Ranford Pool is one of those special spots the locals would prefer you did not know about. It is one of the most beautiful spots in the Peel Region for a picnic and a nice and easy 4km return walk. Starting from Lions Weir in Boddington, this trail follows the Hotham River to historic Ranford Pool. Fishing, canoeing and birdwatching can be enjoyed in this part of the river. The walk follows the line of the old railway and the Hotham River and winds its way through paperbark tree forests, past Long Donkey Farm and passes by scenic rural paddocks. The first part of the walk is fully paved, wide enough for push bikes, horses, prams and wheelchairs and takes in the scenery along the river’s edge along to the Hotham Valley Bridge. Once you have passed the bridge the path reverts to a more natural state and ends up as a narrow walking trail only. The water hole is a deeper part of the river created when the Tannin Factory was operational in the early 1970’s, and is quite popular with the local children as a swimming hole. The walk trail is signposted along its length and also has informative signs on the different bird species and fish species you can experience. *Please note this trail starts at the Boddington Memorial Park near the caravan park.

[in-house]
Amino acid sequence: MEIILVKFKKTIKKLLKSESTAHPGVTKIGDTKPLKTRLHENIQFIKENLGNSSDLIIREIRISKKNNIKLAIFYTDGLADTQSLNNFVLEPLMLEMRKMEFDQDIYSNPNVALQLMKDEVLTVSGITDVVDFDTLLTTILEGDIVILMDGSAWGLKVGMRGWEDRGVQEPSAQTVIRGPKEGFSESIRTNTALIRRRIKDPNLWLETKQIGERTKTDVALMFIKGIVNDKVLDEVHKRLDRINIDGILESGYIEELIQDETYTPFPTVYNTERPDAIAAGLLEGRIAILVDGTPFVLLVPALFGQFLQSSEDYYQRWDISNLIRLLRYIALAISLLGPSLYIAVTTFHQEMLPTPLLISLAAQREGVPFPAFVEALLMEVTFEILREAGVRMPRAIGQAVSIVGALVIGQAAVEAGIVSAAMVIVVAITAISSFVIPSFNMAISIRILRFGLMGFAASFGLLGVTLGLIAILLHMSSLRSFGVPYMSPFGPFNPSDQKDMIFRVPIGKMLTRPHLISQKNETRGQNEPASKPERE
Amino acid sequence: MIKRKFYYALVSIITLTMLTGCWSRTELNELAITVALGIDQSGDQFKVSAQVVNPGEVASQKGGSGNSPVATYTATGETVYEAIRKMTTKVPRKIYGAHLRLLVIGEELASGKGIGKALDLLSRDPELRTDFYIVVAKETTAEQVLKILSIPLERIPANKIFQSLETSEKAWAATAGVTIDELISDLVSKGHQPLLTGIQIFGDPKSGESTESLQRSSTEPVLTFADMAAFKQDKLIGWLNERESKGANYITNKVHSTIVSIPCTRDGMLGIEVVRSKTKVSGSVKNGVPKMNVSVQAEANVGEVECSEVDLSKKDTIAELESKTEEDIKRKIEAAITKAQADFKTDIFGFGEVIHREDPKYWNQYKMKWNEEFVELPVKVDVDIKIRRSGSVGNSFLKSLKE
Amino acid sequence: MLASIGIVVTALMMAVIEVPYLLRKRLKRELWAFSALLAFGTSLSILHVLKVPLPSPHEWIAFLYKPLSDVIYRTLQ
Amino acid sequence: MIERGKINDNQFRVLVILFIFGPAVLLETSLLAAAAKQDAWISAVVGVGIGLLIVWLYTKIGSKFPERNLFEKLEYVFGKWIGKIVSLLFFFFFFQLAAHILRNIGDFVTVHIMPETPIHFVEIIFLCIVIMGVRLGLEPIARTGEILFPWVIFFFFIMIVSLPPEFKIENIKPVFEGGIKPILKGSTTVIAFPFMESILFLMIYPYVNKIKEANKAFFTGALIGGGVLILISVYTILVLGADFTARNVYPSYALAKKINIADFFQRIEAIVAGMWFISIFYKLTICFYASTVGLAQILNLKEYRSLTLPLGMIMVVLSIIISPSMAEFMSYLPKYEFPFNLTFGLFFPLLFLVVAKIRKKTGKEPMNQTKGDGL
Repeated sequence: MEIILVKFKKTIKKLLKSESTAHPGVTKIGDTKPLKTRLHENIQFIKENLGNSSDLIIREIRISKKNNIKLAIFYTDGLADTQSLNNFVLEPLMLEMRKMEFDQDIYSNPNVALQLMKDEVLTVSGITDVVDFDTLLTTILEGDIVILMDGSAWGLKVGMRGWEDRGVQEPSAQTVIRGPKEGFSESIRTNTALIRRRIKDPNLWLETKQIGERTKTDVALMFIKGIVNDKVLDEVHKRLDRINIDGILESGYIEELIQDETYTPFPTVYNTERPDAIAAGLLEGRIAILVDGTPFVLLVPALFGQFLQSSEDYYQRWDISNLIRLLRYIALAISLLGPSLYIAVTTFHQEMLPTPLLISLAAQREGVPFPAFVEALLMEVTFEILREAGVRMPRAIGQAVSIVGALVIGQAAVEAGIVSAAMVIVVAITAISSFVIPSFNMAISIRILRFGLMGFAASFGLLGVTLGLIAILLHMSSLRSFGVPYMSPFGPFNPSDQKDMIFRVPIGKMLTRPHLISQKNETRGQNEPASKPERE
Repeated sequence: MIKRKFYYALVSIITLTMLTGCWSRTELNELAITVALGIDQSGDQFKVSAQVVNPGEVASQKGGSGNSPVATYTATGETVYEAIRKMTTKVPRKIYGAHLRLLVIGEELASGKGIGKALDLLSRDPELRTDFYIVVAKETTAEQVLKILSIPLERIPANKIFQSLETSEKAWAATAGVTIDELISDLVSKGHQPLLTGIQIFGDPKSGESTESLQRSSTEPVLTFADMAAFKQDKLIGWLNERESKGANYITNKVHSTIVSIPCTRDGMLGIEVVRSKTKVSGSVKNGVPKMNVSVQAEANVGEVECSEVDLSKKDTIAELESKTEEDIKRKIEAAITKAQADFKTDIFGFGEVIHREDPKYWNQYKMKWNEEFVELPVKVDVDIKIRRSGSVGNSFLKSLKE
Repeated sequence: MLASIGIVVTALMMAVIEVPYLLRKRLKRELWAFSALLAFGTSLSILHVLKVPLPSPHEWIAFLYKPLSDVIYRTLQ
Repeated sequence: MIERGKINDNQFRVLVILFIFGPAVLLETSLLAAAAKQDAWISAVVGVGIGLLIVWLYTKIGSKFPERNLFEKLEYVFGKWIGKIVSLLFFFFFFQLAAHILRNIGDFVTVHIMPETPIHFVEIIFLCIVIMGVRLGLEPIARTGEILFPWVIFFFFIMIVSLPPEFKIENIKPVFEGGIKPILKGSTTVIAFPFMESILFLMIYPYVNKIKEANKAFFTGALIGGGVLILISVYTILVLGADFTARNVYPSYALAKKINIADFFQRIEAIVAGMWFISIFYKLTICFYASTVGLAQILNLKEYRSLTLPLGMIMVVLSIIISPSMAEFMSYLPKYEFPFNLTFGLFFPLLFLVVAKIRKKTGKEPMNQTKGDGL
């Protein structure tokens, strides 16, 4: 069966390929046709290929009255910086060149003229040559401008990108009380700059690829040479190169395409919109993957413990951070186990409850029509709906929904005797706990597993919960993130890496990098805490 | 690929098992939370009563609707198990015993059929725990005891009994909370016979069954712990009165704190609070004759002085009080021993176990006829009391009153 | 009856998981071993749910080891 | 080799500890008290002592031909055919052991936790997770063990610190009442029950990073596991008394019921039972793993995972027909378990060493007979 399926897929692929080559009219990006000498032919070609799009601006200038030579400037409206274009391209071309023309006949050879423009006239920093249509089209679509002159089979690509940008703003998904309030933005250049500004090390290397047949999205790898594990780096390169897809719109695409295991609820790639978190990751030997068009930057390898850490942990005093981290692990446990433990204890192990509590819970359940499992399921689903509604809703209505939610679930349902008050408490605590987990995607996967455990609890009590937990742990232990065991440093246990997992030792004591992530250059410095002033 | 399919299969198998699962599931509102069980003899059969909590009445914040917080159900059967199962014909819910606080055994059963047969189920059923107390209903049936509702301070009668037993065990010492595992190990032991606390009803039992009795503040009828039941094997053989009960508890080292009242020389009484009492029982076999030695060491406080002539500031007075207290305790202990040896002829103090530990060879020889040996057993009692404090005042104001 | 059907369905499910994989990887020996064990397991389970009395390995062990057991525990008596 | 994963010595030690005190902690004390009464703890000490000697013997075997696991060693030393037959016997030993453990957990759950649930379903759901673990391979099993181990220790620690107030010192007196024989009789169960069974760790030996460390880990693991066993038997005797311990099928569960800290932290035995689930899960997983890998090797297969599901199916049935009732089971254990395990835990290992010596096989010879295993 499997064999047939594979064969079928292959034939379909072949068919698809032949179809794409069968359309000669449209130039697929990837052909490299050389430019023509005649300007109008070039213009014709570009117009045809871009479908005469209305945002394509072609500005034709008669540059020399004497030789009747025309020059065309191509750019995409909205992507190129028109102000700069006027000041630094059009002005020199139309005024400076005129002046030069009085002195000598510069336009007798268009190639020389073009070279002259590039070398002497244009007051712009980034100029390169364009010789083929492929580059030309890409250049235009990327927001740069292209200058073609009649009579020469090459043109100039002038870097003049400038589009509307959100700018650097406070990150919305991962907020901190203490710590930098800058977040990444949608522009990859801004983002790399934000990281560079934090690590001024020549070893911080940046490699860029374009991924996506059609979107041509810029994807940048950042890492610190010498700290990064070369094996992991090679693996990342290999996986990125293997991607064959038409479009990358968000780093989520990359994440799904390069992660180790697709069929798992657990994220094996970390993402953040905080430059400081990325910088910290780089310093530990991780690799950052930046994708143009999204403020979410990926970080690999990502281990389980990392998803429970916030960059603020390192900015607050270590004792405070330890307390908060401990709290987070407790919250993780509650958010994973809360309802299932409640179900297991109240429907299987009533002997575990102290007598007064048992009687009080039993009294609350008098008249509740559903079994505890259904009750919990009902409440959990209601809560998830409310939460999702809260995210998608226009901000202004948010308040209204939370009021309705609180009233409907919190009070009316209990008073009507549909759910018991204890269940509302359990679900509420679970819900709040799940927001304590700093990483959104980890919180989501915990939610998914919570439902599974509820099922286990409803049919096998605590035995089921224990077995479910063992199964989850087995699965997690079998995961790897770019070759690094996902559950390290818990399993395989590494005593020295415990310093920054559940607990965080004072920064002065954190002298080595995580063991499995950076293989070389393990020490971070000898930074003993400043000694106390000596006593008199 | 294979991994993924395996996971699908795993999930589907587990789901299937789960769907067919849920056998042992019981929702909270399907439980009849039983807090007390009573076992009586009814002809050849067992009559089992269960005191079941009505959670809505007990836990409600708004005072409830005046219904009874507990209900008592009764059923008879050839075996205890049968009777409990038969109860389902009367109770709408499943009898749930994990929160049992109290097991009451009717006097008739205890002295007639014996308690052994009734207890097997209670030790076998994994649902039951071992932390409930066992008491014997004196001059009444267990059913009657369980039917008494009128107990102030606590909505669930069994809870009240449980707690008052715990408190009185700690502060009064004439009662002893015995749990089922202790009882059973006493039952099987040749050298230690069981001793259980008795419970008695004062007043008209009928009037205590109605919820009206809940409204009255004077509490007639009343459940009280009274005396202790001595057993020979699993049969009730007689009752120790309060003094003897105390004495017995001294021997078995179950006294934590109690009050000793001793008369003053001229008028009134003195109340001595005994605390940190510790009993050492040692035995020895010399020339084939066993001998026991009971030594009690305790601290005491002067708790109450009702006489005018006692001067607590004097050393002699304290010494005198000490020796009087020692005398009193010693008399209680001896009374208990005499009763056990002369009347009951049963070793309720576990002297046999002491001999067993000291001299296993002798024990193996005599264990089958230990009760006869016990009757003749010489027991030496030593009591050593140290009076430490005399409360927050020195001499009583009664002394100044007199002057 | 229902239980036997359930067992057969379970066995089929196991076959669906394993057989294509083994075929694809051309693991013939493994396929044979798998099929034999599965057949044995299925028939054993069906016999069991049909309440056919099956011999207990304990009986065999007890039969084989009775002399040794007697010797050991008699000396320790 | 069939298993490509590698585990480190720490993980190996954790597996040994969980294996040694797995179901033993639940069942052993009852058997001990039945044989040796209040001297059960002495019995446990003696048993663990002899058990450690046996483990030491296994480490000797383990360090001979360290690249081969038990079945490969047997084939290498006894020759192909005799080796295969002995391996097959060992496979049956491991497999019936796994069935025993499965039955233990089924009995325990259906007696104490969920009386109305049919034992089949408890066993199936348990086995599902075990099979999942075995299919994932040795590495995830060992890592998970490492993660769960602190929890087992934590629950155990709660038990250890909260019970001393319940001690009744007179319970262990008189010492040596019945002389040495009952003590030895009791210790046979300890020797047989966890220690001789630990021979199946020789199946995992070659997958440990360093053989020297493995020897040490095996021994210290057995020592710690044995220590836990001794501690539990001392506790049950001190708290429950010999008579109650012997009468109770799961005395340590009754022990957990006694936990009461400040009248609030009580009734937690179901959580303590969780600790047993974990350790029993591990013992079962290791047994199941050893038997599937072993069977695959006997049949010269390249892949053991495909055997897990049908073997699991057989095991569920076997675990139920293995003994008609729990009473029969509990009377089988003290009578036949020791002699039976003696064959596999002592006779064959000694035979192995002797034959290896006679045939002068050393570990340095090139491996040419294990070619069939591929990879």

In 2017 the old school in Boddington was refurbished to accommodate a new visitor and interpretive centre that included information about the town’s history, environment, railways and people. The Boddington Visitor and Interpretive Centre is located off Wuraming Ave and is situated with out Library and the Rusty Camp Oven Cafe, just across from the Hotham River. Here, you can find information about the town’s history, environment, railways and people. With interactive displays, brouchers on the region and friendly staff, the centre provides a one-stop shop for visitors looking to learn more about the town and what they can do during their visit.

Hours of operation:
Tuesday - Friday: 9.30am - 4.00pm
Saturday: 9.00am - 1.00pm

The centre is currently closed Sunday, Monday & public holidays.

(08) 9883 4999

Relax in the new recreational precinct along the shores of the beautiful Hotham River

Nature-based park with breathtaking views designed for camping and caravanning.

6000 Acres to explore. Springhill offers three separate and unique buildings to accommodate a variety of needs.

Motel accommodation with 9 rooms with a TV, microwave, tea & coffee facilities, toaster and kettle as well as its own en-suite.